200,000 fall silent in Edinburgh
As the clocks struck 3pm 200,000 people fell silent across Edinburgh sending a powerful message to the G8 leaders that they must Make Poverty History when they meet in Edinburgh. The Meadows in the city erupted in huge noise before complete silence fell all round.
ActionAid campaigners comment from today's massive anti-poverty events in Edinburgh and London
Richard Miller, director of ActionAid UK, was with the ActionAid contingent marching through Edinburgh. He said: "Last year we decided this would be a big year when we could make a difference in the fight against poverty. It is just fantastic that the day has arrived. It is exhilarating, exciting, uplifting and inspiring - so many people standing in solidarity with the world's poor, not asking but demanding."
At the rally in the Meadows, Edinburgh, ActionAid head of policy Steve Tibbett said: "Perhaps 200,000 people are here to demand justice for the world's poor people. The strong feeling coming across is that people are not just here to have fun. They are actually angry and they want something done. They won't accept any more spin from the G8 leaders."
At the Live8 concert in Hyde Park, ActionAid HIV & Aids campaigner Simon Wright said: "There's a tremendous number of people here and clearly a lot of excitement about the concert. But this is a political event. This has got to be seen as a massive message to the G8 and not just another pop concert."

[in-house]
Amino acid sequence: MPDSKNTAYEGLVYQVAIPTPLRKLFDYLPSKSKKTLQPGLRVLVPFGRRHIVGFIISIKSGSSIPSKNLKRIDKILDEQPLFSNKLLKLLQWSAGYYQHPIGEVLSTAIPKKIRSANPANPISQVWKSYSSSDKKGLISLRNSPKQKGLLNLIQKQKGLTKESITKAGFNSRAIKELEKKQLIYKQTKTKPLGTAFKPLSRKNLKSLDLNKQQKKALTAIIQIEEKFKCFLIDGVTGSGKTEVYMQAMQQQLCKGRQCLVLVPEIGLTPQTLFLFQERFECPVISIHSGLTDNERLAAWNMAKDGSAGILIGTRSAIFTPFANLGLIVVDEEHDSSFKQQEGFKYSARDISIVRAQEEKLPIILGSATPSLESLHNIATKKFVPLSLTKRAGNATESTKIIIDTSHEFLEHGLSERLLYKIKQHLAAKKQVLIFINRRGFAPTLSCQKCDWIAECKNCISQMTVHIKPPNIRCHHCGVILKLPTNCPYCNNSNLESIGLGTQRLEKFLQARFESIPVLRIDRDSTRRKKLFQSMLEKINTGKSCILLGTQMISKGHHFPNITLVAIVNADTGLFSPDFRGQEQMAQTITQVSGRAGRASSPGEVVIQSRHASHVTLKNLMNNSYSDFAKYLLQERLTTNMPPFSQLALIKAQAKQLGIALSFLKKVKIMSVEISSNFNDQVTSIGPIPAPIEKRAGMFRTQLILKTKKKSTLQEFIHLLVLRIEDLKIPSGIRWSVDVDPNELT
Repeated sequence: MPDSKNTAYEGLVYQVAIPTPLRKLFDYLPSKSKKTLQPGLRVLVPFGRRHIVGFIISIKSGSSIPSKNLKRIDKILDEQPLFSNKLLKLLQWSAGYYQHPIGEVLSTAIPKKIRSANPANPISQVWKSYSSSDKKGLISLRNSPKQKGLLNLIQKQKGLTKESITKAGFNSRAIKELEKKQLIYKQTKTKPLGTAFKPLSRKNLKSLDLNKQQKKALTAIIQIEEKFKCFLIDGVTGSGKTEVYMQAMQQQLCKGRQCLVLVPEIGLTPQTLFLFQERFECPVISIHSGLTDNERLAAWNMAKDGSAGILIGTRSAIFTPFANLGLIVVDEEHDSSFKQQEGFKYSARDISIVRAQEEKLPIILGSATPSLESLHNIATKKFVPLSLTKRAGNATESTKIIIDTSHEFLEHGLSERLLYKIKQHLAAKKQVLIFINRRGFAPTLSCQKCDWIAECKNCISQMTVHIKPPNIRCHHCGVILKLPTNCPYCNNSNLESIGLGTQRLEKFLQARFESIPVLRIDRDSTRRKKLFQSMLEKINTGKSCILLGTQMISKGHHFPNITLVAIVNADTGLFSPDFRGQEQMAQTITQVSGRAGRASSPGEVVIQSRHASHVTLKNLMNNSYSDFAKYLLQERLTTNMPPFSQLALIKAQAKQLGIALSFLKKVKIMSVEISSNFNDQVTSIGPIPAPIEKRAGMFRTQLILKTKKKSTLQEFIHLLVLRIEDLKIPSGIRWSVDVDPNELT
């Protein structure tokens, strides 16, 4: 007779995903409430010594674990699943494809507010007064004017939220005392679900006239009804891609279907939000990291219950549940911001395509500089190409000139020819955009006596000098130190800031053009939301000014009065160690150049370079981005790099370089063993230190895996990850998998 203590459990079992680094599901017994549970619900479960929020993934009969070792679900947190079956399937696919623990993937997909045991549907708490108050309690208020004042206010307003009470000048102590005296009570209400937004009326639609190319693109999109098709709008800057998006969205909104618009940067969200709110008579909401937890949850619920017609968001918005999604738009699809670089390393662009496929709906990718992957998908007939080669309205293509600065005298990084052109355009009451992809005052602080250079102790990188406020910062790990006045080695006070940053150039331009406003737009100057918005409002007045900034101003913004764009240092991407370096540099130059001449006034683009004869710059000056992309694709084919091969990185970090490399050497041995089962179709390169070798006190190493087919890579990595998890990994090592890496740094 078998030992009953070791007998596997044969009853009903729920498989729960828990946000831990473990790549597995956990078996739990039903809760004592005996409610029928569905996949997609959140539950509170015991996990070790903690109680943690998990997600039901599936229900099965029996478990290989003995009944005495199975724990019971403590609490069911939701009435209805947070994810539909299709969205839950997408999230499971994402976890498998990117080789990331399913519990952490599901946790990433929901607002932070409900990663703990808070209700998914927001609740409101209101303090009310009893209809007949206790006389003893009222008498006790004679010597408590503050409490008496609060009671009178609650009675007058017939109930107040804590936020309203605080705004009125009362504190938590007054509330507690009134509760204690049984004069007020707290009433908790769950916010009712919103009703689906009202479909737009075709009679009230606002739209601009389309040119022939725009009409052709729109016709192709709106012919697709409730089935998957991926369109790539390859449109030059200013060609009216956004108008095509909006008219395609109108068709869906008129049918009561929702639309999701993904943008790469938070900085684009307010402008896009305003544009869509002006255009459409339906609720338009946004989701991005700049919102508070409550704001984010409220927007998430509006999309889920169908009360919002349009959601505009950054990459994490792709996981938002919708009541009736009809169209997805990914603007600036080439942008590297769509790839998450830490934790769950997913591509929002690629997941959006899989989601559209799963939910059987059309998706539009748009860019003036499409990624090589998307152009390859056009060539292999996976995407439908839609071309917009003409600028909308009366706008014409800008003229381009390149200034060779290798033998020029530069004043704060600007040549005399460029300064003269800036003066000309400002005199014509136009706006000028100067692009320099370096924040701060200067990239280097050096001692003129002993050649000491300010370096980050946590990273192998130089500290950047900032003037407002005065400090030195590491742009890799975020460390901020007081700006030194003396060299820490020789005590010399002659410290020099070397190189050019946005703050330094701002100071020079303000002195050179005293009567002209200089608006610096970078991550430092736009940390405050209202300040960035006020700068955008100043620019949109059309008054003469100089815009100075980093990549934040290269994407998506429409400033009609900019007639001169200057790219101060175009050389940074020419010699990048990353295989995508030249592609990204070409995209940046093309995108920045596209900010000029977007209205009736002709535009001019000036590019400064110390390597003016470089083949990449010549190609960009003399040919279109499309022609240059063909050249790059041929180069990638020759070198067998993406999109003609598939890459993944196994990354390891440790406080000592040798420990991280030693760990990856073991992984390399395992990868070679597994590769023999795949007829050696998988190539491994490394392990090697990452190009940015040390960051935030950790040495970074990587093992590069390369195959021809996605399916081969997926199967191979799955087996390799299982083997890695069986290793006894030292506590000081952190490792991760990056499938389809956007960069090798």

Eddie Izzard shows his support for Make Poverty History.
"Why am I involved in Make Poverty History? Anyone asked to get involved should want to - just out of common humanity. The six billion people in the world should all have an equal chance - we want to create a level playing field for rich and poor countries alike. I'm not sure the celebrities will help to change world leaders' minds, but they raise awareness. It's the people, the activists - all these people here at the rally today who make a difference. Will we make poverty history? It may not happen this week, but we can make a start on the road to overcoming poverty. The G8 could cancel the debt and grant more aid straight away. Trade justice may take a little longer. I would say to the G8: 'Leave a legacy - make poverty history!"
For more stories on speakers at the rally click here
JONATHAN DIMBLEBY adds his voice to the call to Make Poverty History
I am here because I share your urge to challenge the G8 to live up to the warm words we have heard for far too long about the need to make poverty history.
I am here, because like you I know it is an obscenity that 50,000 die every day unnecessarily as a consequence of poverty.
I have seen, touched, heard and smelt the dying and the dead - often in very large numbers.
The march has started!
Thousands of Make Poverty History supporters dressed in white have set off around the centre of Edinburgh to form the world's largest human white band.
With a festival atmosphere people of all ages are carrying flags and banners and calling on the G8 leaders to act.
Led by Sengalese singer Baaba Maal the first campaigners set off just after midday. They will make their way round the city centre to form an amazing visual human white band, the symbol of the campaign.